The thing is, though, that Shakespeare takes all those clichés and turns them into something really disgusting and painful in this sonnet. Seriously. Hearts don't get nicked by some chubby little god's arrow here—they get seriously wounded and wind up groaning in agony (metaphorically speaking, of course). And that's just what goes down in the first 2 lines.
So, Sonnet 133 is not so much a "love poem" as it is an "I hate your guts because you've ripped out my heart and stomped all over it" poem. Think of it as a cross between Cee Lo Green's "F[orget] You" and Alanis Morissette's "You Oughta Know." It's angry, bitter, and full of nasty accusations.
We're guessing that's why it's so popular, because just about everyone on the planet knows what it feels like to be hurt by someone they love. Oh, hey. We're not accusing you of having been caught up in a steamy love triangle like the speaker of Sonnet 133. But, we're guessing you know a thing or two about heartache and betrayal, and that's what this sonnet is all about.
Get the 411 on Shakespeare. Plus, we hook you up with links to other study guides, videos, pictures, and more.
The Amazing Website of Shakespeare's Sonnets
It really is amazing, this website. Read all 154 sonnets online, browse the picture gallery, and pick up boatloads of nifty facts about Shakespeare's work.
Cool iPad App: The Sonnets by William Shakespeare
If you've got an iPad, you're in luck. Touchpress has got a really cool app that lets you get crazy interactive with the sonnets.
Mr. William Shakespeare and the Internet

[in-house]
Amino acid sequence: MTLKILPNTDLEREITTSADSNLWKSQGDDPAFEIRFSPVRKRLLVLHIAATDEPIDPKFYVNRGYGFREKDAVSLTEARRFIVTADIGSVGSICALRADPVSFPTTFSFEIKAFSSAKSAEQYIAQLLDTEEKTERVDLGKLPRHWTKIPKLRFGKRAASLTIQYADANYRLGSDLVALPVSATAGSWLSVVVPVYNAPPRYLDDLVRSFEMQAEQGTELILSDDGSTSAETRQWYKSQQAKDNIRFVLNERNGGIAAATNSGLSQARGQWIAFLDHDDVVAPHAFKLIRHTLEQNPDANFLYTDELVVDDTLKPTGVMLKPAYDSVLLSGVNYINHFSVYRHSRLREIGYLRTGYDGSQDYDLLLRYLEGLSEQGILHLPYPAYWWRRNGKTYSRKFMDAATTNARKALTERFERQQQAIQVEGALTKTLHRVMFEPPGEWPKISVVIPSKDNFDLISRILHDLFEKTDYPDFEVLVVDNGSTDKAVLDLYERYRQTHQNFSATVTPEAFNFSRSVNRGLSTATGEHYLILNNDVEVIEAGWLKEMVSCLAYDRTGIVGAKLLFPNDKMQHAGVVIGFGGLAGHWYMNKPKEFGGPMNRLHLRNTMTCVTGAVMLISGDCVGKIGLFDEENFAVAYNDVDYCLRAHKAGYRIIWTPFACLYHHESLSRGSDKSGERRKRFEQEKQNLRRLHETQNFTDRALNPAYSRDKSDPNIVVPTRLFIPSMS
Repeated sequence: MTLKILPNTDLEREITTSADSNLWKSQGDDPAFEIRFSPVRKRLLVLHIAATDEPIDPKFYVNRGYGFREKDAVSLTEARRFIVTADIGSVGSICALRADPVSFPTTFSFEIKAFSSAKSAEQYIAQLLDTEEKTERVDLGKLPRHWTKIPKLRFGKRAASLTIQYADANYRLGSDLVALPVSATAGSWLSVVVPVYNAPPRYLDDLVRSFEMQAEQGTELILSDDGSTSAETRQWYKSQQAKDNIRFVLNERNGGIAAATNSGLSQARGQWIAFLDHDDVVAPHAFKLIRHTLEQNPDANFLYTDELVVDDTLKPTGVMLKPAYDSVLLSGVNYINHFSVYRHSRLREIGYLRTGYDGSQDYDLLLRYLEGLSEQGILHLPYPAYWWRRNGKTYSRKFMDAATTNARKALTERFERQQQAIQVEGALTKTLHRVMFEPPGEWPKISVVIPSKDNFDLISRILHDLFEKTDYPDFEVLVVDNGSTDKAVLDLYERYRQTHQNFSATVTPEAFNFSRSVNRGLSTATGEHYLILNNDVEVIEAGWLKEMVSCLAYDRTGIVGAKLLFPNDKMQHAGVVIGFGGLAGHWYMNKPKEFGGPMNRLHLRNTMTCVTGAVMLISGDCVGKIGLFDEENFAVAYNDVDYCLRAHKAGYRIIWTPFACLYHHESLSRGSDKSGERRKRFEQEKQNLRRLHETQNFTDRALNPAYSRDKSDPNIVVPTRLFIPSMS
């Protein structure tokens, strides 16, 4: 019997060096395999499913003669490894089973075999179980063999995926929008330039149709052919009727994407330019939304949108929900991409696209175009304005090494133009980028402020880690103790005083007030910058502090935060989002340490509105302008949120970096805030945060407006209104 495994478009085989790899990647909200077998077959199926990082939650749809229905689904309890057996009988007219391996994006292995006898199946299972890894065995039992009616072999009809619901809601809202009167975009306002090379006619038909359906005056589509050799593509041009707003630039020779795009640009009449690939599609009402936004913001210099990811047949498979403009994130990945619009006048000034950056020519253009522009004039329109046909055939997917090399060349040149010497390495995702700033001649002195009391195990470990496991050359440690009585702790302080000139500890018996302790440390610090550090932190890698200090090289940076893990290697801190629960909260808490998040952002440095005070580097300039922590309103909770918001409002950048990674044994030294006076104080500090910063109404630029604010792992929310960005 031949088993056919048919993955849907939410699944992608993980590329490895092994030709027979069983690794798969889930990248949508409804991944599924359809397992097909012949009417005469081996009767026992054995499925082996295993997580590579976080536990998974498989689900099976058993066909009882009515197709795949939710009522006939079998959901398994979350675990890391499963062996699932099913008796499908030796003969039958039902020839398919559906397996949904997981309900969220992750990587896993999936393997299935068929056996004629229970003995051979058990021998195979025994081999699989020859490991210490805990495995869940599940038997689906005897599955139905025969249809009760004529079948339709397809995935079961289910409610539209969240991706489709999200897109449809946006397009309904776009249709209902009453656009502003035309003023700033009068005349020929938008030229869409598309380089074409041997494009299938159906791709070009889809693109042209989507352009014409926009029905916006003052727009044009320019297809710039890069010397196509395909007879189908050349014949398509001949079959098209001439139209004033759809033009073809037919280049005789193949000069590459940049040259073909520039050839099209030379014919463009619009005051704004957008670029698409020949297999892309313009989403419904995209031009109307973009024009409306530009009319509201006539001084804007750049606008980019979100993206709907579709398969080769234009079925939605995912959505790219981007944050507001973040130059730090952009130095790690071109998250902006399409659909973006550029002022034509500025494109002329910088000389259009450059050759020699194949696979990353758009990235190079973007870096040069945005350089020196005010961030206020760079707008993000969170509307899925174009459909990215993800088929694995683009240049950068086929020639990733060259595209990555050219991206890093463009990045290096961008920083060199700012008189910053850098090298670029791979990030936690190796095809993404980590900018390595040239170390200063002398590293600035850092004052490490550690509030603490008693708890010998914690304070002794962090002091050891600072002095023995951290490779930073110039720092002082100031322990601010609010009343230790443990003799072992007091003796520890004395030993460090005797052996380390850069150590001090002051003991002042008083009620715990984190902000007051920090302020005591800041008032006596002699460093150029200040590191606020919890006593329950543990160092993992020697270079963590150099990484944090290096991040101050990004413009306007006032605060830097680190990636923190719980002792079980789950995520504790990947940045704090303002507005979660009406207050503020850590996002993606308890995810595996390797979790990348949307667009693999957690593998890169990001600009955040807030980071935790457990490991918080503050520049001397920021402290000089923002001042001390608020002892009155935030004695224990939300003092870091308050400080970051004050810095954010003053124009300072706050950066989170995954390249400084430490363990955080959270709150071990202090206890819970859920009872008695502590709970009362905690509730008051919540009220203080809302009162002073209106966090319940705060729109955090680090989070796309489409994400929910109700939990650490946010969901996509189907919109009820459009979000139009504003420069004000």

Get tons of info on Will Shakespeare and a zillion links to other great websites.
Cool Sonnet 133 Video
We have no idea who the student is who came up with this visual interpretation of Sonnet 133 but we totally dig it.
Free Audio of Shakespeare's Sonnets
Enjoy—compliments of LibriVox.
We dig the quality of this reader's voice.
Facsimile of the 1609 Edition of the Sonnets
Check out a copy of the first printed edition here.
Is this the "Dark Lady" of Shakespeare's Sonnets?
Check out this picture of Mary Fitton, one of the Dark Lady candidates. (She looks a little pale, if you ask us.)
Are the Sonnets Autobiographical?
This article argues that the sonnets are all about Shakespeare's oh-so-juicy private life. Hmm. We don't know about all that, but if you like conspiracy theories, you'll dig this article.
The Folger Shakespeare Library has a nice edition that includes an introduction to each sonnet with some helpful notes. Check it out, compliments of GoogleBooks.
The Sonnets (2008)
This one's edited by famous Shakespeare scholar Harold Bloom and gives a solid, overall introduction to the sonnets. It's also full of essays by other literary critics.
Shakespeare's Sonnets (2000)
Stephen Booth's edition of the sonnets (including analysis) was first published in 1977 and is an award-winning classic for a reason.
A Waste of Shame: The Mystery of Shakespeare and his Sonnets (2005)
This one's pretty cool. The made-for-television drama from the BBC explores the circumstances that may have led Shakespeare to write the sonnets.
Shakespeare's Sonnets (2012)
A boatload of famous actors perform the sonnets—available on DVD.
In Search of Shakespeare (2004)
This four part PBS series is more like a detective story than some boring old documentary and features a bunch of great actors from the Royal Shakespeare Company.